All spring, members have been speaking up and acting out for the Schools Our Students Deserve. Here are some success stories and actions to participate in!
Feel the Pride
March behind the MTA banner at Boston Pride on Saturday. If you'd like some social time, join us at 10:30 a.m. on parade day for an informal brunch at Joe's American Bar & Grill, 181 Newbury Street. Our marching group will gather outside the Boston Public Library in Copley Square starting at 11:30! For updates and more information, please RSVP to this Facebook event.
Alma del Mar Scheme Defeated by MTA/NBCSOS
Educators, students, families and other residents of New Bedford, along with supportive legislators, fought and won against the Alma Del Mar charter school expansion scheme. The state pulled the plug on the plan after it was blocked in the Legislature. The scheme was designed by the Department of Elementary and Secondary Education and the privatizers to create a new and dangerous model for charter schools that could be applied across the state.
The Alma II agreement would have required New Bedford to give — as in, for nothing — a vacant public school building to the charter school, enroll students automatically from a newly redistricted neighborhood carved out by the city and the charter, and pay Alma del Mar full tuition for all of the new seats that the school was allowed to enroll, whether or not those seats were actually filled. The struggle continues, however. Although the bill that would have allowed those contingencies is dead, the state nonetheless approved a 594-student increase in Alma del Mar’s enrollment.
Phoning for Fund Our Future
If a legislator receives five phone calls on an issue, that hits the radar. Ten calls are a big deal. As for 20? That requires immediate attention. And we need legislators’ attention as the end of the session draws closer. Please call your legislators and ask them to commit to the Promise Act and the Cherish Act, and to the principles embodied in those acts, even if the bills are modified as they wend their way through the process. With your help, we could win major funding increases this year!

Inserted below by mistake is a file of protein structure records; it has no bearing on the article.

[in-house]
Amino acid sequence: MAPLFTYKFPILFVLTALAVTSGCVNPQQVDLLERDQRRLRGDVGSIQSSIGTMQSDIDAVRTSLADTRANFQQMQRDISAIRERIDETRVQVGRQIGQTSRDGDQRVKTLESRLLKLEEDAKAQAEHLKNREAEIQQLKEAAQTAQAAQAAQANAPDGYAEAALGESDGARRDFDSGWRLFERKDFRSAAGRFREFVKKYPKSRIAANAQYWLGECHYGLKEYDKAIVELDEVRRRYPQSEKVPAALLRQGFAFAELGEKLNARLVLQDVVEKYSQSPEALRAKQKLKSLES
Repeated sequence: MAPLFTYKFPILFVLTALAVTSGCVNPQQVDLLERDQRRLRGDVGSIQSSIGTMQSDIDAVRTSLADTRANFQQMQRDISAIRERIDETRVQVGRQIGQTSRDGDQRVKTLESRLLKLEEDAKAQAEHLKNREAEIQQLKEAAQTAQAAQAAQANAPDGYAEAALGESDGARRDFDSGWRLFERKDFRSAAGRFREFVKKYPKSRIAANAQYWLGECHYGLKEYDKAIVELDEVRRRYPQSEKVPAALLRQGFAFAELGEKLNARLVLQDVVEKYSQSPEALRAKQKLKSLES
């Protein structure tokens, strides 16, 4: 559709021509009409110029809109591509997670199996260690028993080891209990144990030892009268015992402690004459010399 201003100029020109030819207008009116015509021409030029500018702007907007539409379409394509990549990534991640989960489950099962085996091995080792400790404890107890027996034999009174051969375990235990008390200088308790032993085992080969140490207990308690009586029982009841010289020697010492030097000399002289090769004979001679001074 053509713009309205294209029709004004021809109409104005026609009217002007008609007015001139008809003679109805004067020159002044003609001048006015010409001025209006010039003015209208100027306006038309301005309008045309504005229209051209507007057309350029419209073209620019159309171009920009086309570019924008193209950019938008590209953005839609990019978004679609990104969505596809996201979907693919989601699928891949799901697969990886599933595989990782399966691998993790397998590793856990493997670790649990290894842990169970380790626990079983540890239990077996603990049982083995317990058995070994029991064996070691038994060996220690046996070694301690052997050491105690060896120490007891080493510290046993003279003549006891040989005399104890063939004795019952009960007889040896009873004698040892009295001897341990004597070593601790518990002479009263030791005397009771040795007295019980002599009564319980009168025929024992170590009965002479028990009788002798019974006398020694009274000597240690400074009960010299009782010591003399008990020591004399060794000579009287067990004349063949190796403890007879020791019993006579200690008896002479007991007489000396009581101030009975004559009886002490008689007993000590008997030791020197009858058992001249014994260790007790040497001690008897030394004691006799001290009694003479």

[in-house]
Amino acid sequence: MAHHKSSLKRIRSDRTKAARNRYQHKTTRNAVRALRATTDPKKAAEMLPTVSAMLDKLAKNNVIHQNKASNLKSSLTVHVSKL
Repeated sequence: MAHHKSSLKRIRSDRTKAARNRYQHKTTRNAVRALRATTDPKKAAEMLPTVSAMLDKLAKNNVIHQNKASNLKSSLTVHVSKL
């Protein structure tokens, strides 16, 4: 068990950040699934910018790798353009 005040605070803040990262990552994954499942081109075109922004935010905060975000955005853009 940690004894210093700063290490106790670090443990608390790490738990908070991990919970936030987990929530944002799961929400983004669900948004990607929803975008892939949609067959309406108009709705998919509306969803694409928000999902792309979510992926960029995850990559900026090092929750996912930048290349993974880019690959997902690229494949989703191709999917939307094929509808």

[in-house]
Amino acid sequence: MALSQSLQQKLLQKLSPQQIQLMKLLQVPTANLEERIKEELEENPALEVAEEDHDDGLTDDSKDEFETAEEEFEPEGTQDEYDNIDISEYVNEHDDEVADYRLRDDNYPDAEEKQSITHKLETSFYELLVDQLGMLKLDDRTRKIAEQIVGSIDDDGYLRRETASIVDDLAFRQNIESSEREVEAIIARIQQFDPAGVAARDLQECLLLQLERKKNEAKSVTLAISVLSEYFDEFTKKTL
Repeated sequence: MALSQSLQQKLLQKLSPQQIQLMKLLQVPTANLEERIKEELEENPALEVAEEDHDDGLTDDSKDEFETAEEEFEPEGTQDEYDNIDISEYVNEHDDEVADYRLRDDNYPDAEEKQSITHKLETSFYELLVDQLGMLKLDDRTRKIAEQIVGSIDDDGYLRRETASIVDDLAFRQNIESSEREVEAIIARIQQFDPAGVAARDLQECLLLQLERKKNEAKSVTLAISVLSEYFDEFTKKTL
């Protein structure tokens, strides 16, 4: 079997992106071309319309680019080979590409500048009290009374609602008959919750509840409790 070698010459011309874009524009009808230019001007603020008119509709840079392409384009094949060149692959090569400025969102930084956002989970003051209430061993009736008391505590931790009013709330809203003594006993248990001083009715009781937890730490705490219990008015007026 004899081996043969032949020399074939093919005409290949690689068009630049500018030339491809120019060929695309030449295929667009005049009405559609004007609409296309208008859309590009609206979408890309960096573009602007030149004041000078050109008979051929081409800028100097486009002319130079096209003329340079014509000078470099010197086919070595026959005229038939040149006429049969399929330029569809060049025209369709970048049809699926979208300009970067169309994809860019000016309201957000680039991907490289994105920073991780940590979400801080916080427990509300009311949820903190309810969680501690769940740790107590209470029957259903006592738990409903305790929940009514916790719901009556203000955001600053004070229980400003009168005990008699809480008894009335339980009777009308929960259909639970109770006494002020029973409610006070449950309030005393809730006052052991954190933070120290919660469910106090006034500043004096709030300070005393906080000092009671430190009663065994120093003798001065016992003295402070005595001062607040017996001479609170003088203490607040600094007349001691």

Sign Up for MTA’s Summer Conference
Before the school year ends, don’t forget to sign up for MTA’s Summer Conference and choose from a wide variety of union skills and professional development workshops while connecting professionally — and socially — with colleagues who have challenges and joys similar to yours.
Marching for a Fair Contract in Haverhill
Educators understand that state funding for schools has a big impact on their working conditions. On June 11, Haverhill educators are holding a March on City Hall for FULL Funding to promote the twin goals of Fund Our Future and a Fair Contract Now. Join them if you can.
MTA Local and State Leaders Respond to State Takeover Plans
Even though the state’s track record on improving low-performing schools without additional funding is abysmal, it keeps trying to advance its agenda. The MTA and local affiliates spoke out against an expansion of state takeover powers at a recent legislative hearing. David Williams, president of the Southbridge Education Association, testified, “We actually have fewer resources now. Before the takeover, we had three counselors at the high school. Now we have zero.” We don’t want that to happen to your district, so we’ll keep reminding the state that funding, not more punitive top-down mandates, will make a positive difference for students.
Tell DESE That ‘Deep Learning’ Requires Less Testing and More Funding
Last month, Education Commissioner Jeffrey Riley announced his vision that “... will allow teachers, schools, and districts across the state an opportunity to create better conditions for applied, deeper learning for all students.” Deep learning has been sacrificed by the MCAS and inequitable funding. You have a chance to respond to Riley’s survey to tell him just that in 100 words or less. For inspiration, here’s an excerpt from what one MTA member wrote: “Teachers have already been doing ‘deeper learning’ and have already been applying activities to the standards for years. That is, until the state and federal government imposed testing mandates dictating teaching to tests. ... Until schools are fully funded and there is equity in funding across districts, education in the state is a failure.”